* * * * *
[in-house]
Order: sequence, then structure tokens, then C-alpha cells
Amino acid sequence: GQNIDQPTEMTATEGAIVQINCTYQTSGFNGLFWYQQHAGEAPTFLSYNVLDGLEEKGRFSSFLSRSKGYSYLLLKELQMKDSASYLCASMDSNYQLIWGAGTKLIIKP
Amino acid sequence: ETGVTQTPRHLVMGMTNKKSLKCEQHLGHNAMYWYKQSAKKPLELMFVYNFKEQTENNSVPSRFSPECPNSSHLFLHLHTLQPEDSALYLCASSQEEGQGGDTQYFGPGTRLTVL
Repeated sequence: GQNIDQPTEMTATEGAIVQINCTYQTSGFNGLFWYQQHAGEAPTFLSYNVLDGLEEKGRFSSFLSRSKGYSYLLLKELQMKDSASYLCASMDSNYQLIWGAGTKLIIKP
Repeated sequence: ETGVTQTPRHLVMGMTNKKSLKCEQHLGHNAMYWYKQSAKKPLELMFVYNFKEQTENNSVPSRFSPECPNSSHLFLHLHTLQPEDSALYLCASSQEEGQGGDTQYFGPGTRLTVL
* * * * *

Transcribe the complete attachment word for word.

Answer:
[in-house]
Order: sequence, then structure tokens, then C-alpha cells
Amino acid sequence: GQNIDQPTEMTATEGAIVQINCTYQTSGFNGLFWYQQHAGEAPTFLSYNVLDGLEEKGRFSSFLSRSKGYSYLLLKELQMKDSASYLCASMDSNYQLIWGAGTKLIIKP
Amino acid sequence: ETGVTQTPRHLVMGMTNKKSLKCEQHLGHNAMYWYKQSAKKPLELMFVYNFKEQTENNSVPSRFSPECPNSSHLFLHLHTLQPEDSALYLCASSQEEGQGGDTQYFGPGTRLTVL
Repeated sequence: GQNIDQPTEMTATEGAIVQINCTYQTSGFNGLFWYQQHAGEAPTFLSYNVLDGLEEKGRFSSFLSRSKGYSYLLLKELQMKDSASYLCASMDSNYQLIWGAGTKLIIKP
Repeated sequence: ETGVTQTPRHLVMGMTNKKSLKCEQHLGHNAMYWYKQSAKKPLELMFVYNFKEQTENNSVPSRFSPECPNSSHLFLHLHTLQPEDSALYLCASSQEEGQGGDTQYFGPGTRLTVL